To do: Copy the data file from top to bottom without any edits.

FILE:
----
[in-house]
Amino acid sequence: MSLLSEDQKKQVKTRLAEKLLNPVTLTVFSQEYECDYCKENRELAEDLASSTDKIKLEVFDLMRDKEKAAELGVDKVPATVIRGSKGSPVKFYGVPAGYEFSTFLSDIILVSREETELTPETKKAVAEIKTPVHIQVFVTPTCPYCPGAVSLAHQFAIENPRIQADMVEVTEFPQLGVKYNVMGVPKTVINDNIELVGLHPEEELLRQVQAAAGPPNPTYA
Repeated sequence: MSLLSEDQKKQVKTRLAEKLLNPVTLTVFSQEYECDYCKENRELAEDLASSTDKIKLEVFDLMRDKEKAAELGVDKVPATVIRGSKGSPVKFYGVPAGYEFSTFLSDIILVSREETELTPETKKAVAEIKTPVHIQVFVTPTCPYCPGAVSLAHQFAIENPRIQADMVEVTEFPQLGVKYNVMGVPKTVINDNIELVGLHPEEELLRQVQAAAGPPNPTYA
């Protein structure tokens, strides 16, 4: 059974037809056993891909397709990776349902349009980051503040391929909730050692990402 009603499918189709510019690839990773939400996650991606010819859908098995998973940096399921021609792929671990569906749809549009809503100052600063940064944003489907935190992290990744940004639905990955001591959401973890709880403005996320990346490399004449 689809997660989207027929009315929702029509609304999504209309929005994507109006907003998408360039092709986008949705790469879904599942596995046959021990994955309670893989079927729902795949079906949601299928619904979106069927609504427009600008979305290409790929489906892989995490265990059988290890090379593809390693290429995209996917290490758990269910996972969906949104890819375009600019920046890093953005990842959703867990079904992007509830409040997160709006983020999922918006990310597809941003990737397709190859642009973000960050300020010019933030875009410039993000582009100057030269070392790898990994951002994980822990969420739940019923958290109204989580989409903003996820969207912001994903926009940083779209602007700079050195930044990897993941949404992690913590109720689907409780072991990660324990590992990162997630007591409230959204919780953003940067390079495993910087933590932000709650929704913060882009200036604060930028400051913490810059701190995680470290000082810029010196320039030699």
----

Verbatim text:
[in-house]
Amino acid sequence: MSLLSEDQKKQVKTRLAEKLLNPVTLTVFSQEYECDYCKENRELAEDLASSTDKIKLEVFDLMRDKEKAAELGVDKVPATVIRGSKGSPVKFYGVPAGYEFSTFLSDIILVSREETELTPETKKAVAEIKTPVHIQVFVTPTCPYCPGAVSLAHQFAIENPRIQADMVEVTEFPQLGVKYNVMGVPKTVINDNIELVGLHPEEELLRQVQAAAGPPNPTYA
Repeated sequence: MSLLSEDQKKQVKTRLAEKLLNPVTLTVFSQEYECDYCKENRELAEDLASSTDKIKLEVFDLMRDKEKAAELGVDKVPATVIRGSKGSPVKFYGVPAGYEFSTFLSDIILVSREETELTPETKKAVAEIKTPVHIQVFVTPTCPYCPGAVSLAHQFAIENPRIQADMVEVTEFPQLGVKYNVMGVPKTVINDNIELVGLHPEEELLRQVQAAAGPPNPTYA
């Protein structure tokens, strides 16, 4: 059974037809056993891909397709990776349902349009980051503040391929909730050692990402 009603499918189709510019690839990773939400996650991606010819859908098995998973940096399921021609792929671990569906749809549009809503100052600063940064944003489907935190992290990744940004639905990955001591959401973890709880403005996320990346490399004449 689809997660989207027929009315929702029509609304999504209309929005994507109006907003998408360039092709986008949705790469879904599942596995046959021990994955309670893989079927729902795949079906949601299928619904979106069927609504427009600008979305290409790929489906892989995490265990059988290890090379593809390693290429995209996917290490758990269910996972969906949104890819375009600019920046890093953005990842959703867990079904992007509830409040997160709006983020999922918006990310597809941003990737397709190859642009973000960050300020010019933030875009410039993000582009100057030269070392790898990994951002994980822990969420739940019923958290109204989580989409903003996820969207912001994903926009940083779209602007700079050195930044990897993941949404992690913590109720689907409780072991990660324990590992990162997630007591409230959204919780953003940067390079495993910087933590932000709650929704913060882009200036604060930028400051913490810059701190995680470290000082810029010196320039030699």